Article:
Verification of Deformable Dose Calculation with Phantom Measurements
J Adams1*, H Zhong2, (1) Wayne State Univ School of Medicine, Detroit, MI, (2) Henry Ford Hospital System, Detroit, MITU-C-108-1 Tuesday 10:30AM - 12:30PM Room: 108
Purpose: Dose accumulation involves many computational procedures which may introduce error. The purpose of this study is to utilize a novel deformable dosimetry phantom to experimentally verify the total dose accumulated by 4D dose calculation algorithms.
Methods: Lung phantom consisting of heterogeneous sponge material and tissue-equivalent tumor. The sponge is enclosed in a latex cylinder, compressed by a piston to simulate the diaphragm motion. TLD-100 thermoluminescent dosimeters were placed in the sponge and inside the tumor for 4D-dosimetry verification. Three TLDs were used at each point for better statistics. A four phase 4DCT was taken for planning purposes. A 5-beam 6MV 3D conformal plan was developed with 95% of the ITV receiving the prescribed dose of 200 cGy, which may help to maintain a linear TLD response. The plan was delivered under the same deformation pattern with the BrainLab Novalis system, and exported to Eclipse and Pinnacle for comparison. CT phase images were registered to end-exhale (EE) phase, when sponge is maximally compressed, using a B-Spline-based algorithm. The resultant displacement vector field was output for dose mapping. Dose was warped to EE phase using an in-house developed, subvoxel projection method and accumulated for comparison with the TLD measurements.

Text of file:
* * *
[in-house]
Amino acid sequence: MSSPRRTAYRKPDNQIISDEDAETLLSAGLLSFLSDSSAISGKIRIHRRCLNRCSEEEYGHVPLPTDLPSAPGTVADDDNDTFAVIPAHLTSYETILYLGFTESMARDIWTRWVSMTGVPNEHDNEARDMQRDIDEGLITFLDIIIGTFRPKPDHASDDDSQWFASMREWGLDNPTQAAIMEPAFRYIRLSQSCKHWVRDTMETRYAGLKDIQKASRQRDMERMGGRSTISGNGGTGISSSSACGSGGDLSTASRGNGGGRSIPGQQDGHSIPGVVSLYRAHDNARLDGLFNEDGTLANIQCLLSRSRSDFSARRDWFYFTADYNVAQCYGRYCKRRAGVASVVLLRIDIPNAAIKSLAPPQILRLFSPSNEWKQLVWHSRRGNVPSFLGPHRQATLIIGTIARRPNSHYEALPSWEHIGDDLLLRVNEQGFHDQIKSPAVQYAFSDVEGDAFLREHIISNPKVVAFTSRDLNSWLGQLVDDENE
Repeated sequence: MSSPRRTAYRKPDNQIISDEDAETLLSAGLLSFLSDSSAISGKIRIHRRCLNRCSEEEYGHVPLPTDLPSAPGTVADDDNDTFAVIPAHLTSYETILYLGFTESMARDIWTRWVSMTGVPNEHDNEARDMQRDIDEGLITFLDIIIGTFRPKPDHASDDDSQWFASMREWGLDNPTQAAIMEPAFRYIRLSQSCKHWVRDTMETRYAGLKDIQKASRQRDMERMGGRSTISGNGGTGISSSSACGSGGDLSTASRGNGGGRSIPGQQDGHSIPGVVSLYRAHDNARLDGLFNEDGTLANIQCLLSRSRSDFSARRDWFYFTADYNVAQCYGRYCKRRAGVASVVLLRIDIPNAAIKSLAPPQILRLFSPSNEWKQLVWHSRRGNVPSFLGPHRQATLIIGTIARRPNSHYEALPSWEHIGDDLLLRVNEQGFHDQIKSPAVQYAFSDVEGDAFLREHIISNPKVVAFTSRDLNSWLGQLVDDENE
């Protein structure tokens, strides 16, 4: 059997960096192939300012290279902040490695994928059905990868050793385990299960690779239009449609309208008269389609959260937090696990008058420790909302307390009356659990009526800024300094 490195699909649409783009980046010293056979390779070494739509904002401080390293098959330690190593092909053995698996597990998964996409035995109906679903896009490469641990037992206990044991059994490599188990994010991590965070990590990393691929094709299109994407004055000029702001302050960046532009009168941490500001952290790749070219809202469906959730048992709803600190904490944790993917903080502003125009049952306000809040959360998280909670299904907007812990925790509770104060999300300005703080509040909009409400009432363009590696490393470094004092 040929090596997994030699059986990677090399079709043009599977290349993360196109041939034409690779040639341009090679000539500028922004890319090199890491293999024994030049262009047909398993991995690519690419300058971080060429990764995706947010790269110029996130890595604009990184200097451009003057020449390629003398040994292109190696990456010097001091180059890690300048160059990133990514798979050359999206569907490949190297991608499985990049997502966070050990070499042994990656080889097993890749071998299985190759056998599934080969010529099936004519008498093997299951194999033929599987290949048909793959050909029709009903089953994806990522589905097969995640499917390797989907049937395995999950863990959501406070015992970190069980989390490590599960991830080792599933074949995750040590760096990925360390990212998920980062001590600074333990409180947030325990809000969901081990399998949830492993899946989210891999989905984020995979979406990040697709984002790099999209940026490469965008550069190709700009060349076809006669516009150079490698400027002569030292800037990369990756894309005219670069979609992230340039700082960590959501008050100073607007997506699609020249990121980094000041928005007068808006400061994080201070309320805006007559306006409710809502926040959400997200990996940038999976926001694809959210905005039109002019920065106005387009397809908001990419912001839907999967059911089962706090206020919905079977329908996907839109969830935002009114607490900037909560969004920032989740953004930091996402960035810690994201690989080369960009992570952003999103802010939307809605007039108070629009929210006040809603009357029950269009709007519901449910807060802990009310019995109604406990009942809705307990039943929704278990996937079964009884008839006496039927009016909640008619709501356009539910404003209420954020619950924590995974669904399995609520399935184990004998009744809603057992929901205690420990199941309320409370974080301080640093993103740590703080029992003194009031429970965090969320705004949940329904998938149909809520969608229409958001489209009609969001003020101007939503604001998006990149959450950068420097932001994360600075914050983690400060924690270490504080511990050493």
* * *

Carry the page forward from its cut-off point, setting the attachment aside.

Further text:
Results: The tumor dose agreed very closely to the accumulated dose and was measured to be 0.5% lower with the TLDs. Another point of measurement was ~2 cm from the tumor, near the edge of the field, and was measured 5.4% higher with the dosimeter. A point of high field gradient ~5 mm from the tumor was measured 12.5% higher than calculated. Larger uncertainties in the TPS are expected in this gradient region. Dose warping improved the tumor dose calculation by 29.4%.
Conclusion: The deformable phantom could be a valuable tool to verify the total dose calculated by adaptive treatment plans.
Funding Support, Disclosures, and Conflict of Interest: The research was supported by NIH/NCI R01CA140341.